The Kingdom’s future lies in its youths’ determination to enable it to compete with developed countries in all sectors, he said.
SAPRAC’s vice president of media, Reem Daffa, said the forum successfully merged Saudi and American cultures.
It was a unique opportunity to link Saudi law students with a network of experts in various legal disciplines that are necessary in the Kingdom in light of Vision 2030, she added.


Clashes mar start of Bangladesh election campaign

Updated 19 min 26 sec ago
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Clashes mar start of Bangladesh election campaign

  • Prime Minister Sheikh Hasina on Wednesday launched her bid to stay in office
  • The national election body wants a violence-free campaign and polling day

DHAKA: Two people have been killed in clashes as official election campaigning got underway in Bangladesh.

The country goes to the polls on Dec. 30, pitting the ruling Awami League against the main opposition Bangladesh Nationalist Party.

Violence left two party workers dead and injured dozens more, media reported, days into the campaign.

Prime Minister Sheikh Hasina on Wednesday launched her bid to stay in office, addressing a rally in Gopalganj district.

She told the crowd that people were not deprived if they voted for her party, they had a better life.

She said she wanted a prosperous country, free of hunger and poverty, and urged people to vote for the ruling party to maintain ongoing development projects.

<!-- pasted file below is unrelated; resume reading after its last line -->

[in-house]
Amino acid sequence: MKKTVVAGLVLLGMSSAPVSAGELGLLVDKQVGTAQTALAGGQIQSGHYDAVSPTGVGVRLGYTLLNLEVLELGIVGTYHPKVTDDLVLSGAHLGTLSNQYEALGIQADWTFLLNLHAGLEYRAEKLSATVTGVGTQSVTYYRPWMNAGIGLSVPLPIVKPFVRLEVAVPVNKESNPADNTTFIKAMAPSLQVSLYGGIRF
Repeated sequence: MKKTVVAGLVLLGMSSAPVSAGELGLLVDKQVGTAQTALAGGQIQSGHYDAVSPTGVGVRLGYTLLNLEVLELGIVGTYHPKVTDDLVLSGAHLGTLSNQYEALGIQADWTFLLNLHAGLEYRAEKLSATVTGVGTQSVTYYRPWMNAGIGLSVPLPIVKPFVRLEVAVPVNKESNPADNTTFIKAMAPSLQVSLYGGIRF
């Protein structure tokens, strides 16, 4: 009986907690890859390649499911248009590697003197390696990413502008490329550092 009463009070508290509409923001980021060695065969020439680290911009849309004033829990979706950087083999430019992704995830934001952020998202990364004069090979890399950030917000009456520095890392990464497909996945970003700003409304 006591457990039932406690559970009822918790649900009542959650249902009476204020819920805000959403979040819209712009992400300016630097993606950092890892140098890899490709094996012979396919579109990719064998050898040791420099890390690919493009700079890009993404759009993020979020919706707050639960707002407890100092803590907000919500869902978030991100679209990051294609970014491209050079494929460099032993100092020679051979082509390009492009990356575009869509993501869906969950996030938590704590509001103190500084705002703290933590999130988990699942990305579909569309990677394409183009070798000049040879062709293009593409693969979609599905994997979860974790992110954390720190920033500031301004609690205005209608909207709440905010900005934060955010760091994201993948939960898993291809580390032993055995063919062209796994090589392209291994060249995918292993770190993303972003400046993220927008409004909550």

Hasina is seeking a third consecutive term in office. Seeking to oust her from power is the BNP-led opposition alliance, called the Jatiya Oikya Front.

Dr. Kamal Hossain offered prayers at the shrine of Hazrat Shahjalal in the eastern city of Sylhet on Wednesday evening. Then he, along with other opposition leaders, headed toward Jaintapur district to address a mass rally.

The national election body wants a violence-free campaign and polling day, but the BNP says the playing field is not level.

The party contacted the chief election commissioner to say its leaders, supporters and activists were being harassed, attacked and arrested.

“We think the chief commissioner is helpless and embarrassed as he is unable to take any action against the crimes committed targeting BNP leaders and supporters,” the BNP’s Selima Rahman told reporters. “We hope that he (election commissioner)takes action — only then will the election be acceptable to all.”

The head of the election body, Nurul Huda, said: “The EC is deeply saddened and embarrassed for such undesired incidents… The worth of a person’s life is much greater than the entire election exercise.”

The Bangladesh Election Commission needs to play a more active role in curbing violence so that voters were not deterred, according to the body’s former chief Shakhawat Hossain.

“To keep a check on violence, the EC has clear guidelines in its code of conducts while the Representation of Public Order (RPO) has also clearly stated the duties during this period,” Hossain told Arab News.

“The EC has already formed 140 inquiry committees and deployed 250 executive magistrates to monitor the elections. In addition, it has its own officers and administrative heads ensuring smooth running of the election process,” he added.

Everything now depended on the EC, its deployment of resources and how it operated, he added.